Overhead view of piece of tuna
Serious Eats / Lorena Masso

In restaurants, it’s common for each slice of tuna to be cut to the same rectangular shape and size; any scraps that accumulate throughout the day are typically used in other ways (spicy tuna roll anyone?). At home, though, I don’t see the need to trim each piece like that—it wastes precious fish, especially given the challenge of repurposing the small amount of scrap that such a small amount of tuna yields. Slices that vary slightly in size and shape taste just as delicious.

As far as quality goes, look for something as fresh as possible or flash-frozen at the point of catch (flash freezing reduces the risk of certain parasites). And while “sushi-grade” is not an FDA-regulated term, it’s still a helpful phrase when talking to a fishmonger. This raw fish guide is also a great source. When selecting a cut, look for tuna with less white sinew and more red muscle.

The Secret to the Sauce

A little bit of orange juice sweetens the sauce while sesame oil adds richness and flavor. For this recipe, I opted for spring onions, a less pungent alternative to red onions, though scallions will also work. Freshly grated ginger and black pepper add two dimensions of warmth, and are complemented by a final kick of heat from slivers of serrano chile along with the herbal minerality of fresh cilantro.

Overhead view of pouring sauce on sashimi
Serious Eats / Lorena Masso

While soy sauce and sesame oil are the clear Japanese flavor influences here, it’s the combination of lime and orange juices, fresh serrano chile, cilantro, and onion, that together bend the sashimi in the direction of a clear Mexican flavor profile.  Serving the sashimi with creamy avocado and cooling cucumber alongside crispy fresh tostadas further solidifies its unmistakable Mexican identity.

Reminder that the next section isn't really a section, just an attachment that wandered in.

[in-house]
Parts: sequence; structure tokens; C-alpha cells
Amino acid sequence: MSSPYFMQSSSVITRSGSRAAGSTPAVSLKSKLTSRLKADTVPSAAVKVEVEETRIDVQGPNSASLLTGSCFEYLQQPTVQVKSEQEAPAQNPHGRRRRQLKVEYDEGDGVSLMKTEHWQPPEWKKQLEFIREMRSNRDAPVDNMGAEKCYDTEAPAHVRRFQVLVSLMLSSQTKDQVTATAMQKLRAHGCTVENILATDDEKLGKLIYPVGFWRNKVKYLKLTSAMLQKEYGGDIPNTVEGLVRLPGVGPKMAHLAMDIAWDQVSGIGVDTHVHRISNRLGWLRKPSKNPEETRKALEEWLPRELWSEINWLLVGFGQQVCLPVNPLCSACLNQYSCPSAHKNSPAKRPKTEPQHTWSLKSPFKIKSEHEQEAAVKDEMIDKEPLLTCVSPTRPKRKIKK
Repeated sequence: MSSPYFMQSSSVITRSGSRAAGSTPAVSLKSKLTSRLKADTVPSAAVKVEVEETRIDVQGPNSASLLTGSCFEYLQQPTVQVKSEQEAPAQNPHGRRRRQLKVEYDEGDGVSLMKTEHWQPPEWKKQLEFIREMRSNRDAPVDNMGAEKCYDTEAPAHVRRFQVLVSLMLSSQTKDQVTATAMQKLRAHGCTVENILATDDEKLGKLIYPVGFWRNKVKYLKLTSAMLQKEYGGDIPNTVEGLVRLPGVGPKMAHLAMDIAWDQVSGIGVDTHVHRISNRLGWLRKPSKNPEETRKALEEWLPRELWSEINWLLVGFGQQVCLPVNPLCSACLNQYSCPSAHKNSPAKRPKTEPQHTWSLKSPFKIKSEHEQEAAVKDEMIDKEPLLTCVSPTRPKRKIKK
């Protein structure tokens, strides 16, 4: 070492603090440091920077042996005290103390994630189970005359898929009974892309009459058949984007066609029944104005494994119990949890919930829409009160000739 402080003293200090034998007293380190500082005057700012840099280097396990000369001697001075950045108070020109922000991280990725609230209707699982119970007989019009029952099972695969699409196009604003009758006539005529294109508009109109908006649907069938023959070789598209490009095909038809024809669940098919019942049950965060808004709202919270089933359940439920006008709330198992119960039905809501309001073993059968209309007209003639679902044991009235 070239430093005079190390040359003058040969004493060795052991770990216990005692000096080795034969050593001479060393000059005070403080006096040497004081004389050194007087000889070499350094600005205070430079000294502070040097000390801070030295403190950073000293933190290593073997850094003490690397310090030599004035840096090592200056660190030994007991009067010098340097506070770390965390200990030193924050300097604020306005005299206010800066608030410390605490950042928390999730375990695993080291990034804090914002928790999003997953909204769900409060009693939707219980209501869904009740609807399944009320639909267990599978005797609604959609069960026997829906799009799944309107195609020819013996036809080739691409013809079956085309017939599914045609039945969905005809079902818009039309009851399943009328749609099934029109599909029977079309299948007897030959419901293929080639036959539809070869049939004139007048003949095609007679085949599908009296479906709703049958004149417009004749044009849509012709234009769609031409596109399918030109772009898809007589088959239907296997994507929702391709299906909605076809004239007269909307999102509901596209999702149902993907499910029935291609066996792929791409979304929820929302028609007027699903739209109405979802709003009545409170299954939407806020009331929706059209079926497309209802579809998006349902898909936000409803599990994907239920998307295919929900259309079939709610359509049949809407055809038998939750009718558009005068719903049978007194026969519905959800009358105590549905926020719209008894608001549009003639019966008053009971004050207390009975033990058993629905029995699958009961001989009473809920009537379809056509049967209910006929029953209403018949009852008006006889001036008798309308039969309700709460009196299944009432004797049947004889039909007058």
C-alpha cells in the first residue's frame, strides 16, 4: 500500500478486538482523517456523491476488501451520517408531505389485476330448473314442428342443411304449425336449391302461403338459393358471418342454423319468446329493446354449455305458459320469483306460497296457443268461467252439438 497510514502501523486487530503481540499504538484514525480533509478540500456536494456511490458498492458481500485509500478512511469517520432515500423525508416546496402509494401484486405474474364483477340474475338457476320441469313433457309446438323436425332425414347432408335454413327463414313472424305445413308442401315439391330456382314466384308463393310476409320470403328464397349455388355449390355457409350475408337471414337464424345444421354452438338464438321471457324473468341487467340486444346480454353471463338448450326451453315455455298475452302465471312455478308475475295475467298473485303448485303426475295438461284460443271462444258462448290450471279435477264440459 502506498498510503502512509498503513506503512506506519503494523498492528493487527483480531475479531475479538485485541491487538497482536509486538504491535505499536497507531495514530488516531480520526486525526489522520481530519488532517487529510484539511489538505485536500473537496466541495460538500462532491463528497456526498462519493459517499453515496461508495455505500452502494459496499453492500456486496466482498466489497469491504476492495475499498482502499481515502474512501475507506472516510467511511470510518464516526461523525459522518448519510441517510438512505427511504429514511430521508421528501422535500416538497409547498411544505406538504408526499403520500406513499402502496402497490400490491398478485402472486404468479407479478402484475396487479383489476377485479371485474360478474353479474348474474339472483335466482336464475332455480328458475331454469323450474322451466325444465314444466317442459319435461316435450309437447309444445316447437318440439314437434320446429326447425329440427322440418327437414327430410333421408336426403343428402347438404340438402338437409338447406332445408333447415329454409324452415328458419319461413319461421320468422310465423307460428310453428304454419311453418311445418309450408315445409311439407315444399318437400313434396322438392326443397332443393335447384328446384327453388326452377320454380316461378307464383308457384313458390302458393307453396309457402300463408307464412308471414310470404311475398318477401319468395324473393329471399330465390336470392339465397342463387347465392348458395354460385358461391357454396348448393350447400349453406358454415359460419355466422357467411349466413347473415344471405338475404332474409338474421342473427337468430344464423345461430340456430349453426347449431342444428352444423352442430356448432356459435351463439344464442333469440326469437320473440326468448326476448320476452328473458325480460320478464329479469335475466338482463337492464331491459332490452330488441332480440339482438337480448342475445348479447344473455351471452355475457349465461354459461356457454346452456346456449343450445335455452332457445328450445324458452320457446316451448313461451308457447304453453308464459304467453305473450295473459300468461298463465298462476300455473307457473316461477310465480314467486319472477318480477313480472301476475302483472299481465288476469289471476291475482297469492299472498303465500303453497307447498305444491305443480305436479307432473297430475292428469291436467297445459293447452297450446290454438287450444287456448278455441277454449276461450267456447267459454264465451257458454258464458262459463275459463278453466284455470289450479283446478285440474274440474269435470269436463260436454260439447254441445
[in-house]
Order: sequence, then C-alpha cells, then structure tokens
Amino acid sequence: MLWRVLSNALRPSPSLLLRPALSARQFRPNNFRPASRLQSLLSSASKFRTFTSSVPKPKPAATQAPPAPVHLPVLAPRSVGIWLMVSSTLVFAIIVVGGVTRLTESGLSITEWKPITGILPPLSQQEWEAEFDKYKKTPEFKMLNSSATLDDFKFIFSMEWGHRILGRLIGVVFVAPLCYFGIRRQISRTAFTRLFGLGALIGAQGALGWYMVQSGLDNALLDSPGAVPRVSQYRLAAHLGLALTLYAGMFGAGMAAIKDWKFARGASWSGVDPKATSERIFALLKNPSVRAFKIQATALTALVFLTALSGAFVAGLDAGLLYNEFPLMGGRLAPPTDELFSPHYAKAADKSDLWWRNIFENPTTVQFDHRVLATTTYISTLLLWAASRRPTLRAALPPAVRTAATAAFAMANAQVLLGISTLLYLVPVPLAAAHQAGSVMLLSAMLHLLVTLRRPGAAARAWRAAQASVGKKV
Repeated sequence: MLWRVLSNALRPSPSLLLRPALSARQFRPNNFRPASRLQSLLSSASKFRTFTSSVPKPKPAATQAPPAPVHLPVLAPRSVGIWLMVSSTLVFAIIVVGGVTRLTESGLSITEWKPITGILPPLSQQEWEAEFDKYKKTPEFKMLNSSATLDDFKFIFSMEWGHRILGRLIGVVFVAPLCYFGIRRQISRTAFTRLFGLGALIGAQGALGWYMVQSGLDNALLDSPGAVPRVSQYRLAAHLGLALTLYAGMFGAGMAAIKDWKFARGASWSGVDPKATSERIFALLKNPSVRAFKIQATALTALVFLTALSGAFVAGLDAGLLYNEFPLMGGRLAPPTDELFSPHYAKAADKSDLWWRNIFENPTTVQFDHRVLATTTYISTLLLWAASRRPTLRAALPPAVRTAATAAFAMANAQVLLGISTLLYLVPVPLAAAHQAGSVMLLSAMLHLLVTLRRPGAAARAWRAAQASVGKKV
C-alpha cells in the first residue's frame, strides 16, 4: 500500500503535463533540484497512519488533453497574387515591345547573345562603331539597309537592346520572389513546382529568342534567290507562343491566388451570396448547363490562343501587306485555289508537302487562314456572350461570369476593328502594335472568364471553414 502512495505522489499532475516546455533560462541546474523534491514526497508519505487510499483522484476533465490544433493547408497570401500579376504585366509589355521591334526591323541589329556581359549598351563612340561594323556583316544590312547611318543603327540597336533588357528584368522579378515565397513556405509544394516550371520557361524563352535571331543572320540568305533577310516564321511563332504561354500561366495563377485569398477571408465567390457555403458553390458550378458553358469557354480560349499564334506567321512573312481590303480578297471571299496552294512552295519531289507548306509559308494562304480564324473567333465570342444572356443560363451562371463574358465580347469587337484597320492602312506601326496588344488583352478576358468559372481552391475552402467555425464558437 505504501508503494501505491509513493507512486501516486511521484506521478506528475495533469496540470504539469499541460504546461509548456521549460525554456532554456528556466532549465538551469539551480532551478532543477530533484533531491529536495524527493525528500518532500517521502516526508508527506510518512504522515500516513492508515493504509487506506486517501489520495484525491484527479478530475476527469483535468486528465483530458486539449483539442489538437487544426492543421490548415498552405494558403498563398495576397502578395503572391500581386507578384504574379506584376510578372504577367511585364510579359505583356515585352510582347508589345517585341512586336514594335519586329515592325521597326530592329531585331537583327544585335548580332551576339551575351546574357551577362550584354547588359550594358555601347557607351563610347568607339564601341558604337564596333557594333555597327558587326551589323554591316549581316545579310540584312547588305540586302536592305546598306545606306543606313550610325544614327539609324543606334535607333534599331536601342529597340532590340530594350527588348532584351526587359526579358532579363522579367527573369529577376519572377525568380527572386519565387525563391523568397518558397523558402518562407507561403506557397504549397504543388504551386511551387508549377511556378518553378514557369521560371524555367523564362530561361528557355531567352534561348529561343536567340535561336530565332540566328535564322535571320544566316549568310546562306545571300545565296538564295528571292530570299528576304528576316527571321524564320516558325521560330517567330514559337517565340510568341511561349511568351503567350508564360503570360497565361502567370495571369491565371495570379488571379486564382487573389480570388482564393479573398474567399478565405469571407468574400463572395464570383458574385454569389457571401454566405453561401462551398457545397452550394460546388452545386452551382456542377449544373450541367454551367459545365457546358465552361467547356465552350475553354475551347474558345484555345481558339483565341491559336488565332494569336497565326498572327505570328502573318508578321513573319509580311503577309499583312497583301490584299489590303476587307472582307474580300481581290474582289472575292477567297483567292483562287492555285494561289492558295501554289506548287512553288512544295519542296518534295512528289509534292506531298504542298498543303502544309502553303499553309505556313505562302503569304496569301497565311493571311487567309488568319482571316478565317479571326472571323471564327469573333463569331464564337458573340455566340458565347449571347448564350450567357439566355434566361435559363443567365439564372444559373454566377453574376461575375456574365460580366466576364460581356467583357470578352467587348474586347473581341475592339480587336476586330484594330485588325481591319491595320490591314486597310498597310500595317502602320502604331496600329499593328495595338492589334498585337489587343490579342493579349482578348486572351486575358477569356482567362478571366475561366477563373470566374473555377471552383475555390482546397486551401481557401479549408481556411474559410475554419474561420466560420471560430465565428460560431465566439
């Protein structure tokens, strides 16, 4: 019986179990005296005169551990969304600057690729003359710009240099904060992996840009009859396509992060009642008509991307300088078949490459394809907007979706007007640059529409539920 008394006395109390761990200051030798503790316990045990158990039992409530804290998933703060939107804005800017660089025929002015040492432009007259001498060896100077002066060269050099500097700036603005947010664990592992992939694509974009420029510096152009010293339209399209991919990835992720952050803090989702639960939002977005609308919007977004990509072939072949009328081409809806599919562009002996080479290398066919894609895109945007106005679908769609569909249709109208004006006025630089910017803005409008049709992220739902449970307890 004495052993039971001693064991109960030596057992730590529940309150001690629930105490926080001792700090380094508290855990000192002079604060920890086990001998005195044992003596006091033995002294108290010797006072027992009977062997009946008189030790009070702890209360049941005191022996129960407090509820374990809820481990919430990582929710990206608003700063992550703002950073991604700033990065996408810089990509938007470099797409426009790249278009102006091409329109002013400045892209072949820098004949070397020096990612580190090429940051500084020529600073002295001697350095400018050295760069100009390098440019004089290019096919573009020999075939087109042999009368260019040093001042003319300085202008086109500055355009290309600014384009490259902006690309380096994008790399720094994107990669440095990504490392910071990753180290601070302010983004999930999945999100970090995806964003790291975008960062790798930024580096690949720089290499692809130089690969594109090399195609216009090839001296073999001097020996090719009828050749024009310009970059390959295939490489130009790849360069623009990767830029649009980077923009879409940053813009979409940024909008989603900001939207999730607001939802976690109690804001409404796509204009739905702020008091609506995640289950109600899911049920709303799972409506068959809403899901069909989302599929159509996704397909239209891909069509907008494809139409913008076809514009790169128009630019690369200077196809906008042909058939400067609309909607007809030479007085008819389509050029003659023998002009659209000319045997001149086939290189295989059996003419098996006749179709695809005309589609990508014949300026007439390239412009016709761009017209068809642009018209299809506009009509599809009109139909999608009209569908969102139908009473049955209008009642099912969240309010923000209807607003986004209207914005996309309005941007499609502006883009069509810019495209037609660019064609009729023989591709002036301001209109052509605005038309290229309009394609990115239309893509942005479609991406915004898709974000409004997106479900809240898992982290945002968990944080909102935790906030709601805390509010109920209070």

While this sashimi has clear roots in Japanese cuisine, with one bite it becomes immediately clear that this sashimi de atún is unmistakably Mexican. It’s kind of magical how the flavor manages to transcend its origins so completely.

Set tuna on a plate and transfer to freezer until tuna is firm to the touch but not fully frozen, about 20 minutes.

Overhead view of piece of frozen tuna on a pink plate
Serious Eats / Lorena Masso

Meanwhile, in a medium bowl, whisk together lime juice, soy sauce, orange juice, sesame oil, ginger, scallions and pepper; set aside.

Overhead view of sauce for sashimi whisked together
Serious Eats / Lorena Masso

Using a very sharp knife, slice the firmed tuna against the grain of the muscle into 1/4-inch-thick slices.

Overhead view of slicing tuna
Serious Eats / Lorena Masso

Shingle the tuna slices attractively in an even layer on a serving platter. Pour the reserved sauce over the sliced tuna.

Two image collage of tuna arranged on a plate on top of cucumbers and sauce being poured over it
Serious Eats / Lorena Masso

Garnish with serrano, cilantro, and sesame seeds. Serve right away with cucumber, avocado, and tostadas.

Overhead view of finished ceviche
Serious Eats / Lorena Masso

Special Equipment

A very sharp slicing knife

Notes

This recipe is generally made with a dark, Japanese-style soy sauce. I used Kikkoman Soy Sauce.if you’re sensitive to sodium, consider using low or less-sodium soy sauce. Be careful not to confuse reduced-sodium soy sauce with light (usukuchi) soy sauce, which has a different flavor profile.

Scallions may be substituted for the spring onions.

Make sure to buy extremely fresh fish that is suitable for eating raw; flash-frozen fish is even safer, as the deep freezing process kills some potential parasites.

Make-Ahead and Storage

This recipe should be served immediately.